Tag Archives: crocheting

1918 Fleisher’s Knitting & Crocheting Manuel

The reason that old sayings tend to endure is that so often they are true. In this case, “You can’t judge a book by its cover” applies.  This dull brown cover gives little hint of the treasures within.

At over two hundred pages, the Fleisher’s Knitting and Crocheting Manuel is more than a basic how-to book. First of all, it’s an advertisement, as Fleisher’s was a brand of yarn. It’s also a book of knitting and crocheting patterns with garments for the entire family. And best of all, it’s a time capsule.

In 1918 the USA was involved in the Great War, now known as World War 1. There were a dozen patterns for garments and accessories for the man in service. Many were easy to make, and I’m sure many clubs and groups were busy making  Service Sweater, Type “C”, or mufflers and socks.

This cap and face protector and muffler in one was called a helmet, and was often mentioned in magazines of the period as a prized possession of many doughboys.

I learned how to crochet in high school (it was, after all, the crafty Seventies) but I really had no idea that so many stitches were possible beyond the standard single and double crochet, and the popcorn stitch. My eyes have been opened to the wonders of crocheting.

There’s a whole range of sweaters, all photographed in the out-of-doors – on the beach, in boats, on a woodsy walk.

One thing I really love about this book is how there are piece charts for many of the sweaters.

It’s not all sportswear. There are quite a few patterns for bed jackets, shawls, and “kimonos”. Even the bed jackets are called kimonos.

In 1918 it appears that the sizes of knitting needles and crochet hooks were not standardized.  Fleisher’s helped to solve the problem by numbering the metric diameter of each tool. I’m not sure that still applies because I measured my 10.5 knitting need and it has a diameter of  7mm.

One could either crochet or knit a tam.

By 1918 the middy blouse was wildly popular. I love the middy influence in this sweater.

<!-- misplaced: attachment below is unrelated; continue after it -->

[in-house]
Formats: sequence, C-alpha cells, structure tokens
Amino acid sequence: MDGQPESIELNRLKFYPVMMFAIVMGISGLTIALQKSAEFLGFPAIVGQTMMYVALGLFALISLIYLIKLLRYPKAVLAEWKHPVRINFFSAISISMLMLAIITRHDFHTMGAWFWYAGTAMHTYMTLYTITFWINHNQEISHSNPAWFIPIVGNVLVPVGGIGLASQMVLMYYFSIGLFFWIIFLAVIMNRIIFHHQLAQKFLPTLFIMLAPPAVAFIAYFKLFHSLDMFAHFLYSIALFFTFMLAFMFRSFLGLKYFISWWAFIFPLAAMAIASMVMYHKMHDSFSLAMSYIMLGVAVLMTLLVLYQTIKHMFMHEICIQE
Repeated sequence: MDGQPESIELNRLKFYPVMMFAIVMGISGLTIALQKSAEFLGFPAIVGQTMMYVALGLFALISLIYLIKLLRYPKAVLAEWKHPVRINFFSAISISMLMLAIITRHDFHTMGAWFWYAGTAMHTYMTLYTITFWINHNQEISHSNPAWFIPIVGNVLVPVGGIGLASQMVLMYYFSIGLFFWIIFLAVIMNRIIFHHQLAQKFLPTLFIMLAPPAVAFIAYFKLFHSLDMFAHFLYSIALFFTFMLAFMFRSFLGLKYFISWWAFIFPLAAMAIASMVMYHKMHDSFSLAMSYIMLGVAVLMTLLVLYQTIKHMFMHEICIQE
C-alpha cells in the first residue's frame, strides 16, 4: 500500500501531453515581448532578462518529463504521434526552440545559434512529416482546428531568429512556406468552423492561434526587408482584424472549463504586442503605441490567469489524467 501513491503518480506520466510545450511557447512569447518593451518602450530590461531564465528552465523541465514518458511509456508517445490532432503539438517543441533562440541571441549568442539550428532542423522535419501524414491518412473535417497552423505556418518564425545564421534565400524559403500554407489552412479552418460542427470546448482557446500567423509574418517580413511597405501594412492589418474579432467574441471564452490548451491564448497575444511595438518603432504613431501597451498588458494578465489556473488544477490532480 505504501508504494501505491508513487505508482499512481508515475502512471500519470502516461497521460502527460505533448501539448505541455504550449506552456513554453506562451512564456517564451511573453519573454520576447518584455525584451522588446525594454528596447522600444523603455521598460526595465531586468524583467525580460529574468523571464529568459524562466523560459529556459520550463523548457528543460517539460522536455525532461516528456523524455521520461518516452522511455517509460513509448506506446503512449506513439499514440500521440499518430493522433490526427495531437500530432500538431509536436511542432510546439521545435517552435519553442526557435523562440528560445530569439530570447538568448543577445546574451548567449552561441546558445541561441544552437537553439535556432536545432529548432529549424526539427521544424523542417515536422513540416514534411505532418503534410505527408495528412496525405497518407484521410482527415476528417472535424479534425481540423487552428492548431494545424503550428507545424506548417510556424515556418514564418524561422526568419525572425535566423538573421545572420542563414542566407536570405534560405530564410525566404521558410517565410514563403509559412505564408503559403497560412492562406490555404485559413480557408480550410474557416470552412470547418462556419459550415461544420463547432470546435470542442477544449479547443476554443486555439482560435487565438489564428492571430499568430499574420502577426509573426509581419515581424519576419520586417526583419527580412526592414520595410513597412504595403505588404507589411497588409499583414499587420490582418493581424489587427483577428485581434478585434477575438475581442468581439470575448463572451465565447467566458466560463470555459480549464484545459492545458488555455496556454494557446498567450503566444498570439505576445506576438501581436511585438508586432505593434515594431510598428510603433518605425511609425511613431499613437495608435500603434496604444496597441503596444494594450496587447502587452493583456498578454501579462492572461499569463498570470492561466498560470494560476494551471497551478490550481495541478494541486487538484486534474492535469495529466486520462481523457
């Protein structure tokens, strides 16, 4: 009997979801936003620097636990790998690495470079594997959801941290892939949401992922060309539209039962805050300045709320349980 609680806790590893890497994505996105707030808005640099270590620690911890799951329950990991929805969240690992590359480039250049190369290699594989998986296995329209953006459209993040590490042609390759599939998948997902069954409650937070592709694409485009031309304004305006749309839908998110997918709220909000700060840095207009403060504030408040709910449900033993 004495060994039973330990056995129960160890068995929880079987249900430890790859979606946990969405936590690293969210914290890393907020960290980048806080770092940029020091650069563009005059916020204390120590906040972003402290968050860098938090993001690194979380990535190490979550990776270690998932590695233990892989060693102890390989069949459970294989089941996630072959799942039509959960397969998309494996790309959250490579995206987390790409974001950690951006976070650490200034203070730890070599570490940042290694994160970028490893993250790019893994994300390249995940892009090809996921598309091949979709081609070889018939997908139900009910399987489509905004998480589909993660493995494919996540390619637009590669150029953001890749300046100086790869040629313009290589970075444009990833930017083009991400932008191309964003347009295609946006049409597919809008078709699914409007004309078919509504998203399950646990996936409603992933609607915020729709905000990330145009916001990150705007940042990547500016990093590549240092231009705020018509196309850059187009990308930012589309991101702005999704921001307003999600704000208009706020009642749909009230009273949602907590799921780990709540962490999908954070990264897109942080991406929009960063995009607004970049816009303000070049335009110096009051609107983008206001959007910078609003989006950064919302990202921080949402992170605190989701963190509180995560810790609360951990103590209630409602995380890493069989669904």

While most of the sweaters have a waistband or belt, and definitely have an early Coco Chanel look, this one is looking forward to the more streamlined  Twenties.

Now, if only my skills were as good as these designs, I’d be making a sweater instead of just writing about them.

8 Comments

Filed under Fashion Magazines, Proper Clothing, Sportswear, Textiles

Lady Fair Yarn Book No. 3, 1921

I have laughingly called myself a Goodwill Archaeologist, but the very nature of digging through the bins at my local Goodwill Outlet does resemble the work of archaeology in some respects.  First, there is the obvious reference to “digging” but there are other similarities.

It is important to note the location of a find.  An archaeologist may find one piece of pottery in a location, and will then be on the alert for more pieces in the same area.  In the same way, a Goodwill Archaeologist knows that if there is one piece of old stuff in a bin, there is a nice likelihood that there will be more.  I have been through bins that held a lifetime of embroidered linens.  Sometimes a bin will contain the entire series of Nancy Drew or the Hardy Boys books.  If one great item is spotted in a bin, then it is worth taking more time to closely examine the contents of that, and the surrounding, bins.

This strategy paid off  this week when I spotted a few old knitting and crocheting instruction booklets.  These were sold by the millions, mainly by the makers of yarns and threads.  The ones from the 1940s and 50s are pretty common, but I always take a look at them to see if there are any sportswear booklets.

I very quickly pulled out about one hundred booklets from the bin, being careful to excavate the entire area.  A closer look later revealed that the great majority of the booklets were on making various crochet edgings and laces.  But in the midst of all the doilies and laces, I found a real treasure.  The Lady Fair Yarn Book No. 3 was published in 1921 by the T. Eaton Co., one of the great Canadian department stores.

This booklet has forty pages of sports fashions for the entire family.  Being Canadian, there are lots of sweaters for skating and hockey, but there are garments for golf and tennis as well.

Lady Fair was Eaton’s house brand of yarns.  Many of the designs featured angora yarn, as in the tuxedo sweater above.

This suit, recommended for golf, was quite fashionable.

There were not just sweaters and dresses, but also accessories,  such as hats and scarves.

The instructions for this bathing suit also included directions for the stockings.  I found several things to be interesting.  First, that the stockings were knee length, when in the early Twenties it was still the custom in the US to wear full length stockings with bathing attire.  The custom for this varied from place to place, with some beaches in Europe already having done away with stockings by the 1920s.

But what I really love about this bathing suit is how complicated it is, with the straps and buttons and belt and contrasting color trunks that were not attached to the body of the bathing suit.

There were included a large variety of men’s sweaters, for activities like skating and golf.

This garment for a boy might be called overalls, but I’m betting it was more like underwear, wouldn’t you agree?

 

10 Comments

Filed under Collecting, Curiosities, Proper Clothing, Winter Sports